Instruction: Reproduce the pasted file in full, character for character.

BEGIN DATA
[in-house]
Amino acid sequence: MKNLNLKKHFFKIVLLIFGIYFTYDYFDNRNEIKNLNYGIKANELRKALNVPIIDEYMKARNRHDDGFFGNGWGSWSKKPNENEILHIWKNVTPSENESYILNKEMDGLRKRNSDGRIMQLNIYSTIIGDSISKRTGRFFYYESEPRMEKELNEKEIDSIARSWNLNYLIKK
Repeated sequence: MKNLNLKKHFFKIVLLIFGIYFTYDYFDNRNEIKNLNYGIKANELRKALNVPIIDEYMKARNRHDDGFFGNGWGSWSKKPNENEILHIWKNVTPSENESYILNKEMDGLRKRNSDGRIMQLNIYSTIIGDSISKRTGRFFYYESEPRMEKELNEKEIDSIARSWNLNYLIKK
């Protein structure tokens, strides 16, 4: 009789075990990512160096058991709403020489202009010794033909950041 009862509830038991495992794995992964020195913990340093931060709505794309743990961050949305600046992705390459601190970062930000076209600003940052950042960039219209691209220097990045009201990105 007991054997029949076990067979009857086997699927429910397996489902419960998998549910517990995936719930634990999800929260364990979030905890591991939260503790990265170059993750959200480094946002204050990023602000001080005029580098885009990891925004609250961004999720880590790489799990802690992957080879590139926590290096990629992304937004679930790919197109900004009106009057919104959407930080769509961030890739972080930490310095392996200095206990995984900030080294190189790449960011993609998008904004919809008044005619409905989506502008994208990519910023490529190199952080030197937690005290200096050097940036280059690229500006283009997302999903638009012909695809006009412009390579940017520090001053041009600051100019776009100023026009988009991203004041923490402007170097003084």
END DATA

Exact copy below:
[in-house]
Amino acid sequence: MKNLNLKKHFFKIVLLIFGIYFTYDYFDNRNEIKNLNYGIKANELRKALNVPIIDEYMKARNRHDDGFFGNGWGSWSKKPNENEILHIWKNVTPSENESYILNKEMDGLRKRNSDGRIMQLNIYSTIIGDSISKRTGRFFYYESEPRMEKELNEKEIDSIARSWNLNYLIKK
Repeated sequence: MKNLNLKKHFFKIVLLIFGIYFTYDYFDNRNEIKNLNYGIKANELRKALNVPIIDEYMKARNRHDDGFFGNGWGSWSKKPNENEILHIWKNVTPSENESYILNKEMDGLRKRNSDGRIMQLNIYSTIIGDSISKRTGRFFYYESEPRMEKELNEKEIDSIARSWNLNYLIKK
């Protein structure tokens, strides 16, 4: 009789075990990512160096058991709403020489202009010794033909950041 009862509830038991495992794995992964020195913990340093931060709505794309743990961050949305600046992705390459601190970062930000076209600003940052950042960039219209691209220097990045009201990105 007991054997029949076990067979009857086997699927429910397996489902419960998998549910517990995936719930634990999800929260364990979030905890591991939260503790990265170059993750959200480094946002204050990023602000001080005029580098885009990891925004609250961004999720880590790489799990802690992957080879590139926590290096990629992304937004679930790919197109900004009106009057919104959407930080769509961030890739972080930490310095392996200095206990995984900030080294190189790449960011993609998008904004919809008044005619409905989506502008994208990519910023490529190199952080030197937690005290200096050097940036280059690229500006283009997302999903638009012909695809006009412009390579940017520090001053041009600051100019776009100023026009988009991203004041923490402007170097003084």